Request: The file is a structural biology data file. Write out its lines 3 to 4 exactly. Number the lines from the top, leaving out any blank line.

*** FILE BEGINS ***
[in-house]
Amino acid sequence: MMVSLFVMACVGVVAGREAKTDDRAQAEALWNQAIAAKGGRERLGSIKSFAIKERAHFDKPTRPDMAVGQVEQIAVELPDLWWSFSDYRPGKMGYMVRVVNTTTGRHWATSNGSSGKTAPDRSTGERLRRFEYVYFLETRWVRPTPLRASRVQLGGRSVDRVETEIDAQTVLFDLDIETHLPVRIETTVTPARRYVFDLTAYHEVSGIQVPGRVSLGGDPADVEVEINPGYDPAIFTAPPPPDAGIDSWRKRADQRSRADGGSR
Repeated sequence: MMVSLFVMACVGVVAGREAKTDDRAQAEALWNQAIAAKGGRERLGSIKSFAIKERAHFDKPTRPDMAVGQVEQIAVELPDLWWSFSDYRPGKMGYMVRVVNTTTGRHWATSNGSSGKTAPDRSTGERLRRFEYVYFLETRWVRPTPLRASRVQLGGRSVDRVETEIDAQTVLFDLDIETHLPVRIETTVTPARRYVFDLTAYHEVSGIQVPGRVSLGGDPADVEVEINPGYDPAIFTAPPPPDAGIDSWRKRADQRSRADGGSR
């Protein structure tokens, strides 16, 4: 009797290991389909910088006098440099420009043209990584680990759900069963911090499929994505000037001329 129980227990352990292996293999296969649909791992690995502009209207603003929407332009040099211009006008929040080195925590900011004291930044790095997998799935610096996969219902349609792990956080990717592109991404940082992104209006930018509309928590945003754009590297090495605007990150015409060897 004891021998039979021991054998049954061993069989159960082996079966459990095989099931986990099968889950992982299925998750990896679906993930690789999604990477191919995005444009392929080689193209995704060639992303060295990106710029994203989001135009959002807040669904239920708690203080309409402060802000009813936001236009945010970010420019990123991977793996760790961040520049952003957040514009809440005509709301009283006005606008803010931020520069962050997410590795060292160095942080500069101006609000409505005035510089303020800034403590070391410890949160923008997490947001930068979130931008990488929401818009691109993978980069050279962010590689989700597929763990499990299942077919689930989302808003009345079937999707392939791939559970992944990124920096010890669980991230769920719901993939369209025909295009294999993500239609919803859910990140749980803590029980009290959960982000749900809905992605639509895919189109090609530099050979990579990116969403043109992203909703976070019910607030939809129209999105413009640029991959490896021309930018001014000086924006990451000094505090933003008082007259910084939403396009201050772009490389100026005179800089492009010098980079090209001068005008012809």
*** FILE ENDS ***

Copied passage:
Repeated sequence: MMVSLFVMACVGVVAGREAKTDDRAQAEALWNQAIAAKGGRERLGSIKSFAIKERAHFDKPTRPDMAVGQVEQIAVELPDLWWSFSDYRPGKMGYMVRVVNTTTGRHWATSNGSSGKTAPDRSTGERLRRFEYVYFLETRWVRPTPLRASRVQLGGRSVDRVETEIDAQTVLFDLDIETHLPVRIETTVTPARRYVFDLTAYHEVSGIQVPGRVSLGGDPADVEVEINPGYDPAIFTAPPPPDAGIDSWRKRADQRSRADGGSR
């Protein structure tokens, strides 16, 4: 009797290991389909910088006098440099420009043209990584680990759900069963911090499929994505000037001329 129980227990352990292996293999296969649909791992690995502009209207603003929407332009040099211009006008929040080195925590900011004291930044790095997998799935610096996969219902349609792990956080990717592109991404940082992104209006930018509309928590945003754009590297090495605007990150015409060897 004891021998039979021991054998049954061993069989159960082996079966459990095989099931986990099968889950992982299925998750990896679906993930690789999604990477191919995005444009392929080689193209995704060639992303060295990106710029994203989001135009959002807040669904239920708690203080309409402060802000009813936001236009945010970010420019990123991977793996760790961040520049952003957040514009809440005509709301009283006005606008803010931020520069962050997410590795060292160095942080500069101006609000409505005035510089303020800034403590070391410890949160923008997490947001930068979130931008990488929401818009691109993978980069050279962010590689989700597929763990499990299942077919689930989302808003009345079937999707392939791939559970992944990124920096010890669980991230769920719901993939369209025909295009294999993500239609919803859910990140749980803590029980009290959960982000749900809905992605639509895919189109090609530099050979990579990116969403043109992203909703976070019910607030939809129209999105413009640029991959490896021309930018001014000086924006990451000094505090933003008082007259910084939403396009201050772009490389100026005179800089492009010098980079090209001068005008012809």